Batman: Arkham Asylum Review

Colin Ferris
Batman: Arkham Asylum Info


  • N/A


  • 1 - 1


  • EA
  • Eidos Interactive


  • Rocksteady Studios

Release Date

  • 12/22/2008
  • Out Now


  • PC
  • PS3
  • Xbox360


We all go a little crazy sometimes…

Gotham City’s justice system is remarkably empathetic. There are few justice systems that would house mass-murdering criminals such as the Joker and believe that instead of incarceration in Blackgate prison, they should be treated in Arkham Asylum. Once at Arkham, however, it might be difficult determining just who are the doctors and who are the patients. Both the Scarecrow and Harley Quinn were once doctors, after all, but even the lesser-known costumed nutjobs in Arkham are dangerous. Calendar Man, anyone? I’m sure that housing all these deviants together in one place seemed like a good idea at the time. Not to worry, though. When everything goes inevitably wrong, it just might be time to call in your slightly deranged human weapon disguised as a bat to clean the place out.

[image1]Being the mayor of Gotham must come with a lot of headaches, but being a reporter must be a lot of fun…

It has been said that the reason that Batman has been successful throughout the years is not so much do to the caped crusader himself. To many, it is the villains that make Batman better that the rest. While many superheroes have but one or two main enemies, the Batman has faced hundreds. Batman: Arkham Asylum is the first Batman game to take this truism to heart and, by doing so, is the best Batman game ever.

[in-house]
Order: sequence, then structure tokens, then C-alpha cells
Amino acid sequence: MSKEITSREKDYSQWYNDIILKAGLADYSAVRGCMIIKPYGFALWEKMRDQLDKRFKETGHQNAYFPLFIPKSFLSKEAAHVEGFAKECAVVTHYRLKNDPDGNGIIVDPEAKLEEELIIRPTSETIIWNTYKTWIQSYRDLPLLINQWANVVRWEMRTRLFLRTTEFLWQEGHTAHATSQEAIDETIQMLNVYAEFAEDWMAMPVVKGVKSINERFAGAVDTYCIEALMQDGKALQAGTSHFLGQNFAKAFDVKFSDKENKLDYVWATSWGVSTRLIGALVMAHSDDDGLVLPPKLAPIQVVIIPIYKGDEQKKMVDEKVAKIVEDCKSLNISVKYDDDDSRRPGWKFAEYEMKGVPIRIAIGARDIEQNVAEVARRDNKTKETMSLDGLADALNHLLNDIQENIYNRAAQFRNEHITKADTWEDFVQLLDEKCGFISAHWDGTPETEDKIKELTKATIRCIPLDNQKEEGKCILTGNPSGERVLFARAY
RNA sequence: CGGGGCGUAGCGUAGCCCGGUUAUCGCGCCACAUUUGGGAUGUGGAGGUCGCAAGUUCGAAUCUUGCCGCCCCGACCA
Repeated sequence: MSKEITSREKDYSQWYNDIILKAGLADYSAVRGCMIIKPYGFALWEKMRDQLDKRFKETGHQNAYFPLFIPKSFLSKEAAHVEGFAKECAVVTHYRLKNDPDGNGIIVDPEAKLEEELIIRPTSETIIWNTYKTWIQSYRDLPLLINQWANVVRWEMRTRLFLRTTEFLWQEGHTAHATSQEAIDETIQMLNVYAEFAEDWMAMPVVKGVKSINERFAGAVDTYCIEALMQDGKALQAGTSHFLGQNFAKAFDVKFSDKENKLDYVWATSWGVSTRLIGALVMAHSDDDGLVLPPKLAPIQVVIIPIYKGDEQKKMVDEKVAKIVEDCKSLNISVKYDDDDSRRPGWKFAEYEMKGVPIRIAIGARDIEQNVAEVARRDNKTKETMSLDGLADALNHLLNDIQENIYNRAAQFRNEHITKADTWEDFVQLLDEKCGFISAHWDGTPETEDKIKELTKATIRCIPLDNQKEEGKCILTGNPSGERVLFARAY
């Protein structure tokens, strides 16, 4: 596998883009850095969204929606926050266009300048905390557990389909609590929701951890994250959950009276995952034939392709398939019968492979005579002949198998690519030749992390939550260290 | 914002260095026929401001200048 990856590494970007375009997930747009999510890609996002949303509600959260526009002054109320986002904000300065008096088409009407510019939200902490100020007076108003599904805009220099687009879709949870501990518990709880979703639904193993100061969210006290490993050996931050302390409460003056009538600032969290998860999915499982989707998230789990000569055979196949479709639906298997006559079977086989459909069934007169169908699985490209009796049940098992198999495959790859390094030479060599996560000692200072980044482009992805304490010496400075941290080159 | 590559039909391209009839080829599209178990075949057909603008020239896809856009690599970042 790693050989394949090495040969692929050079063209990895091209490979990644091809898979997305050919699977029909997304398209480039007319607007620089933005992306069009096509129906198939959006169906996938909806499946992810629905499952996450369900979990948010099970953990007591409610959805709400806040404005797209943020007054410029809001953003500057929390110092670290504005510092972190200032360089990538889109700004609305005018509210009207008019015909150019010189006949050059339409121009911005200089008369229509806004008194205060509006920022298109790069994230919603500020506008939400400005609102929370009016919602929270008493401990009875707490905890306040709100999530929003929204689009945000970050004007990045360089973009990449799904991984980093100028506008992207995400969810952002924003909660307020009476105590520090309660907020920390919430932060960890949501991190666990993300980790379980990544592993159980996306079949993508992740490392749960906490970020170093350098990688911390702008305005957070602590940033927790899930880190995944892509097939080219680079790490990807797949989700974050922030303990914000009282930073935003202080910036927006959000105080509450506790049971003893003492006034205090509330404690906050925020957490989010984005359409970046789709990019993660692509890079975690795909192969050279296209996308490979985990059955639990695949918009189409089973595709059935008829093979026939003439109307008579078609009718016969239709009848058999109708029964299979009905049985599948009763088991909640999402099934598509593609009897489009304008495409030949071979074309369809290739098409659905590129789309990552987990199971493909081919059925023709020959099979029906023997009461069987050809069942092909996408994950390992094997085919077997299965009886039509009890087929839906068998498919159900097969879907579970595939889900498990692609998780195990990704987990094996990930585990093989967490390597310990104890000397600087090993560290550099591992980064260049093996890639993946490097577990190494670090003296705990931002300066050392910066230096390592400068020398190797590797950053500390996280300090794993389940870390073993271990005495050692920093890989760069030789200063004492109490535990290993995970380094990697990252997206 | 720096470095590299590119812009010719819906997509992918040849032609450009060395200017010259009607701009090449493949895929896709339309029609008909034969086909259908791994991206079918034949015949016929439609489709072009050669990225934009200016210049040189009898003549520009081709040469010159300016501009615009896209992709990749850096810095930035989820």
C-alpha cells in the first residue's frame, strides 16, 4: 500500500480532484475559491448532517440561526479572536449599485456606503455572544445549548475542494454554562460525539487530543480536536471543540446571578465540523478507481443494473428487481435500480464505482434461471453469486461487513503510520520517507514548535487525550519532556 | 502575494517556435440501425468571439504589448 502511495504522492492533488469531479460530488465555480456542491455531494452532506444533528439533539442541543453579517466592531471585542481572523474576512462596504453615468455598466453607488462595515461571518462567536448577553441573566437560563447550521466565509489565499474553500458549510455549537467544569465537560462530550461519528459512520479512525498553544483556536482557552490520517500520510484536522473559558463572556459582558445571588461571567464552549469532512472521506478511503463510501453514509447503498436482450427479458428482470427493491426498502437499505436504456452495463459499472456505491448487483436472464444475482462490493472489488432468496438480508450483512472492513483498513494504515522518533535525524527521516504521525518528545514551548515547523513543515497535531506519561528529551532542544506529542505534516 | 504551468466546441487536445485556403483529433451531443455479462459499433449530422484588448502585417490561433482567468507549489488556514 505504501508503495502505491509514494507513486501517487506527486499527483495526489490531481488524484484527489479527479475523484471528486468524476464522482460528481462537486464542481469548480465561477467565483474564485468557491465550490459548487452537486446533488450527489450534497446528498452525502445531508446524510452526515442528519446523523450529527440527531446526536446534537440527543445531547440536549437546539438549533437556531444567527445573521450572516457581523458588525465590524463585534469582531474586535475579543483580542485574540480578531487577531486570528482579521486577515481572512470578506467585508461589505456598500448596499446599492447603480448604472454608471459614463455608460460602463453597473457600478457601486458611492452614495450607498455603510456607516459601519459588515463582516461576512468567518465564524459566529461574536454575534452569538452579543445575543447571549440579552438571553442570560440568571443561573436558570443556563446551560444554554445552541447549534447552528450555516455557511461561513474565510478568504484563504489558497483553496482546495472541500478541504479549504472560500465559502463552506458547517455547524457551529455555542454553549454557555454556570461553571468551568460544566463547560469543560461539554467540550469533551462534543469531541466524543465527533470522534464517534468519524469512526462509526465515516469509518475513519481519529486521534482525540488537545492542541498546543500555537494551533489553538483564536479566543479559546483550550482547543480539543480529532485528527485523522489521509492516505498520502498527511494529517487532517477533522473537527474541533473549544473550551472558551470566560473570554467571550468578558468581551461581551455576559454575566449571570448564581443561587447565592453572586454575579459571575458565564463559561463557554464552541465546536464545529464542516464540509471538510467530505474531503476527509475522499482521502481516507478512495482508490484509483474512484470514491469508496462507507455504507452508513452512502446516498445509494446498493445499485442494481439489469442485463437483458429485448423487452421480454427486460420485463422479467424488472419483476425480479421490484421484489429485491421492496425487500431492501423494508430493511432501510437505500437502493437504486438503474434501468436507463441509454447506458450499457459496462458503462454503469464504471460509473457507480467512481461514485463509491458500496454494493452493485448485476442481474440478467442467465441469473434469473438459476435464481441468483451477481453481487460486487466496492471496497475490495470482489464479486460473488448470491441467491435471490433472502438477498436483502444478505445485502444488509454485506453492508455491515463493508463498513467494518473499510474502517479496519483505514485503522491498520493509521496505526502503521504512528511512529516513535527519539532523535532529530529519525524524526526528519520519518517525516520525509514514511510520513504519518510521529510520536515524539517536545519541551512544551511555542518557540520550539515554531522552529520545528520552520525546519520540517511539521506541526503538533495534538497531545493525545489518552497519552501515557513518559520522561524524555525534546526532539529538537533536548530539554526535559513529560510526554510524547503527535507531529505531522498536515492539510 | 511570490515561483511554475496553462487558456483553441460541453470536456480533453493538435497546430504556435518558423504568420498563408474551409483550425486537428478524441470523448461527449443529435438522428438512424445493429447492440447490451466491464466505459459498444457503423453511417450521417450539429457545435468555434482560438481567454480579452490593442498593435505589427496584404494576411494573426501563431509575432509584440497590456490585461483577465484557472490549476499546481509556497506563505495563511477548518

How many of the rogue’s gallery do you get to face? I’m not telling you. A good Batman story is told by using a known setting, a master villain, and a diabolical plan that uncovers slowly with the prerequisite twists and turns. This recipe includes the titular asylum, a nutty guy called the Joker and the release of all his henchmen who were transferred to the island due to a fire at Blackgate. The Joker also has released several other, more permanent residents of the Asylum who all have their reasons to take down the Bat. From fighting overpowered tanks to taking mind-bending trips, the writers pulled out all the stops.

For the Batphiles out there, they’ll be pleased to know that Batman: Arkham Asylum takes most of its cues from both the comic and Batman: The Animated Series. They even used Paul Dini, the writer of most of the cartoon episodes among numerous Batman comics, to write the plot for the game. The touch of someone who knows and loves Batman is obvious right from the start. For the hardcore fans, the designers incorporated various Riddler challenges that dig deep into the Batman mythos. Find the clues and unlock bios and interview taps with characters throughout Batman’s history.

[image2]Given the fantastic writing, one might be concerned that they didn’t focus on gameplay or graphics. Never fear. The graphics for the game are eerily beautiful. Though there is the occasional collision detection issue, the world of Arkham is brought to life in high detail. The character design is superb with fantastic re-imaginings of some classic characters. When you die, expect whichever villain you’re currently facing to taunt you. Even the smallest details aren’t ignored, from the clues the Riddler leaves around to the scrapes and tears on Batman’s costume. And when you’re having the kind of day that Batman is having, you’d be lucky to escape with only some scrapes.